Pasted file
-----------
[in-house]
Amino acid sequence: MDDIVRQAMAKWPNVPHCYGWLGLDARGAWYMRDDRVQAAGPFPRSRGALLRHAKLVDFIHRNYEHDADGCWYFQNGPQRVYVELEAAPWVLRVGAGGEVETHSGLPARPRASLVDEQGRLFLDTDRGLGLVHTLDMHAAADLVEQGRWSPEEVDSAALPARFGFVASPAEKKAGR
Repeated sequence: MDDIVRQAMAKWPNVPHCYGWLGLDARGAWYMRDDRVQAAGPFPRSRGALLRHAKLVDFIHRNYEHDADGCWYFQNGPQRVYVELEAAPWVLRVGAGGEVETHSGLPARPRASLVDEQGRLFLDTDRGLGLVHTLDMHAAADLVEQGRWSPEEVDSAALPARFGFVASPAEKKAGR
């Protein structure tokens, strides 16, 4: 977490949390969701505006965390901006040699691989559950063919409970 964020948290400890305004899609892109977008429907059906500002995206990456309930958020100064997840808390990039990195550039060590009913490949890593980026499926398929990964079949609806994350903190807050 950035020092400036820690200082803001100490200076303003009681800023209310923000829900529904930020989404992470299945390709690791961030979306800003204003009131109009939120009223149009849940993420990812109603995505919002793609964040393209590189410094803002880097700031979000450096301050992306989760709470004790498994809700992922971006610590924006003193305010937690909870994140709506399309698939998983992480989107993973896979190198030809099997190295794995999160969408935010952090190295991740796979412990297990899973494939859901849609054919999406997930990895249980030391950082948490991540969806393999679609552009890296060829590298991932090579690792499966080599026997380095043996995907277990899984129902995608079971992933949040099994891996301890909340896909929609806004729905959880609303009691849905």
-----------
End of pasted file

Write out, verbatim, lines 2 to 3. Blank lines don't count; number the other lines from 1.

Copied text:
Amino acid sequence: MDDIVRQAMAKWPNVPHCYGWLGLDARGAWYMRDDRVQAAGPFPRSRGALLRHAKLVDFIHRNYEHDADGCWYFQNGPQRVYVELEAAPWVLRVGAGGEVETHSGLPARPRASLVDEQGRLFLDTDRGLGLVHTLDMHAAADLVEQGRWSPEEVDSAALPARFGFVASPAEKKAGR
Repeated sequence: MDDIVRQAMAKWPNVPHCYGWLGLDARGAWYMRDDRVQAAGPFPRSRGALLRHAKLVDFIHRNYEHDADGCWYFQNGPQRVYVELEAAPWVLRVGAGGEVETHSGLPARPRASLVDEQGRLFLDTDRGLGLVHTLDMHAAADLVEQGRWSPEEVDSAALPARFGFVASPAEKKAGR